FARMINGTON, Pa., May 2 /PRNewswire/ -- Author and thinker Ian Jukes told educators at a National Network of Digital Schools conference they and their schools are at risk if they hold onto outdated ideas and methods of teaching when knowledge technology is changing at an exponential rate.
Jukes keynoted the first-ever nationwide conference of the National Network of Digital Schools (NNDS), an educational management foundation and provider of premier online curricula. Educators whose schools use the NNDS Lincoln Interactive and Little Lincoln online curriculum were invited to the "Linking Leaders in Online Education Conference" held April 28-30 at Nemacolin Woodlands Resort in the scenic mountains of southwestern Pennsylvania.
His audience of 100 educators came from traditional, private, charter and online schools from Pennsylvania to Kansas. Jukes told them educational institutions are not adapting quickly enough as exponential changes in microchip and Internet technology alter not only how students learn but how they think.
The primary purpose of the conference was for client educators and NNDS staff to get to know each other and share information, said Jane Price, president of the NNDS-affiliated Avanti Management Group.
"NNDS serves K-12 schools of all types, all sizes, and in all stages of their journey toward creating effective online programs," said Price. "This is the first time we've brought them together. It has been a very exciting three days."
Some attending schools have had cyber programs for years, she said, while others are just starting. They range greatly in size and mission, from a public school district in Ohio with 15,000 students to a faith-based private foundation in Missouri with 45 students scattered across the globe.
NNDS clients represented at the conference included the 9,000-student Pennsylvania Cyber Charter School. PA Cyber CEO and founder Dr. Nick Trombetta, sitting on a panel discussion, said competition has forced traditional public schools to try starting their own cyber programs. Superintendents who previously fought cyber education are either changing their minds or are being replaced by administrators who recognize the necessity and value of expanding curriculum and improving services to families by adding online programs, Dr. Trombetta said.
Panel member Dr. William Harbron, superintendent of Northern Ozaukee School District in Wisconsin, said, "Teachers have been gatekeepers of information. They're beginning to see themselves as facilitators of information."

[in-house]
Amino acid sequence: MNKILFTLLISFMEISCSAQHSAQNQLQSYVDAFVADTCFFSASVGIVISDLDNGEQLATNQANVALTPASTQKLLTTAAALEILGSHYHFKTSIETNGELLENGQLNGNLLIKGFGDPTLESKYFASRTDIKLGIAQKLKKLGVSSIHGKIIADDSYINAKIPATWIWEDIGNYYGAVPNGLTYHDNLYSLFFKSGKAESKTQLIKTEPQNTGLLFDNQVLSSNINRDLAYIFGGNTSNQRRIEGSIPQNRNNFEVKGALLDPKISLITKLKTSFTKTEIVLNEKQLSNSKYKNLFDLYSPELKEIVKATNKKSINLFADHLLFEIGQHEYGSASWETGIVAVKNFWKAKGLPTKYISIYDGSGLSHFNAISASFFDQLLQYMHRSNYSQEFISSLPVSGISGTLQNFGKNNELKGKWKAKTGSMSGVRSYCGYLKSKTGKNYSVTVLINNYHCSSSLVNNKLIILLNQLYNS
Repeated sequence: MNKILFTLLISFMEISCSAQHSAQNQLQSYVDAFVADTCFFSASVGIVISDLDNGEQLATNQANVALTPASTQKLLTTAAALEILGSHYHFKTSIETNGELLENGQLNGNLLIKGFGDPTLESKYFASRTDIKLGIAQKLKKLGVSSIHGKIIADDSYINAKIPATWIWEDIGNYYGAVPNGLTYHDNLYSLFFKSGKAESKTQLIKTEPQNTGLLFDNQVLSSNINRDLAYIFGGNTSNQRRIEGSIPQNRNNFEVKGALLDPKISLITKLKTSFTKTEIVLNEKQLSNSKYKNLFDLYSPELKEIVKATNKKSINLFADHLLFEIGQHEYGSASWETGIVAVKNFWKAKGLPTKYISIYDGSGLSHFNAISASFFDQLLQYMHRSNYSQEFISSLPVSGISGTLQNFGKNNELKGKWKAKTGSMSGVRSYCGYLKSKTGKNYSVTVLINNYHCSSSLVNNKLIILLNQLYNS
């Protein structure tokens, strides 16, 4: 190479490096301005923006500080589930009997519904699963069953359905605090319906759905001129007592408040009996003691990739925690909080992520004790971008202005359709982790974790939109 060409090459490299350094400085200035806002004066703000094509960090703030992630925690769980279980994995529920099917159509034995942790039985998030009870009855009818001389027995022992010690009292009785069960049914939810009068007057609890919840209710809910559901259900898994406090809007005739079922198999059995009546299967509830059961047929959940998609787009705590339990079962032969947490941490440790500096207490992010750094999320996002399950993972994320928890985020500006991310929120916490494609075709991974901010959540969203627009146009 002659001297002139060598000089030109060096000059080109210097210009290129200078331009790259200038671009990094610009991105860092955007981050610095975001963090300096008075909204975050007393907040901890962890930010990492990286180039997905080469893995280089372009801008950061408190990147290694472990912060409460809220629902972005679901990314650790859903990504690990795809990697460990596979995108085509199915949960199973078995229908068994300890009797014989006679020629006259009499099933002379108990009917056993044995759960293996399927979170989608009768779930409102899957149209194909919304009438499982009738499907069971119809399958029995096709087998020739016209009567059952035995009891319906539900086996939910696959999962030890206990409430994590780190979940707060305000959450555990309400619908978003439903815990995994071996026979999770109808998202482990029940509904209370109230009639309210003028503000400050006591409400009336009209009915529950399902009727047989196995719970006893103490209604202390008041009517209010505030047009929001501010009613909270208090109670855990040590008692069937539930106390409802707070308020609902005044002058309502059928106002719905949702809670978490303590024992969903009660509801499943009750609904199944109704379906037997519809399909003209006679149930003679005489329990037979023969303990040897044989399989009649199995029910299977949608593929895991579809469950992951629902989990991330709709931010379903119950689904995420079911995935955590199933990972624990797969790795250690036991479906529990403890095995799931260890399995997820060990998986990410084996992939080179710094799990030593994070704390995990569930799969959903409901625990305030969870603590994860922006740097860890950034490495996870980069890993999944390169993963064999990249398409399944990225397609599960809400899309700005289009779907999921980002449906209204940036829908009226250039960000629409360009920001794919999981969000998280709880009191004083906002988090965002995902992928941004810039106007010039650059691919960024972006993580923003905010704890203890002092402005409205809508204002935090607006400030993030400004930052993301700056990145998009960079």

Jukes said humans are inherently visual learners and students are "wired for multimedia," yet instruction is text-based and testing methods emphasize recall instead of problem solving and critical thinking. "We are doing a terrific job of educating kids for the year 1950," Jukes said, referring to the federal testing law as "No Child Left Untested."
A dedicated, passionate teacher remains the single most important factor in public education, Jakes told conferees, but teachers and schools as a whole have resisted changing their basic assumptions and methods.
About Ian Jukes
Ian Jukes has been a teacher, administrator, writer, consultant, university instructor and speaker. He is director of an international consulting group that provides leadership and program development in the areas of assessment and evaluation, strategic alignment, curriculum design and publication, professional development, planning, change management, hardware and software acquisition, information services, customized research, media services, and online training. Over the past 10 years, Ian Jukes has worked with clients in more than 40 countries and made more than 8,000 presentations, typically speaking to between 300,000 and 350,000 people a year.
Jukes has written twelve books, nine educational series and has had more than 100 articles published in various journals. Jukes publishes an on-line electronic newsletter, the Committed Sardine Blog, which is electronically distributed to almost 90,000 people in 60-plus countries.
About NNDS, Lincoln Interactive and Little Lincoln
The National Network of Digital Schools is a nonprofit management foundation started in 2005 to provide premium online K-12 curricular, teaching and educational management services to schools everywhere. Its premier Lincoln Interactive curriculum consists of more than 250 exciting, standards-based courses for grades 5-12, while the newly created Little Lincoln curriculum for grades K-4 utilizes cutting-edge video and interactive games that keep students engaged while teaching them to state academic standards in reading, writing, math and science. NNDS provides services to 200 schools in 12 states and three countries.
Contact Communications Coordinator Fred Miller, office 724.643.1180, ext. 1377, or cell 724.777.5918
SOURCE National Network of Digital Schools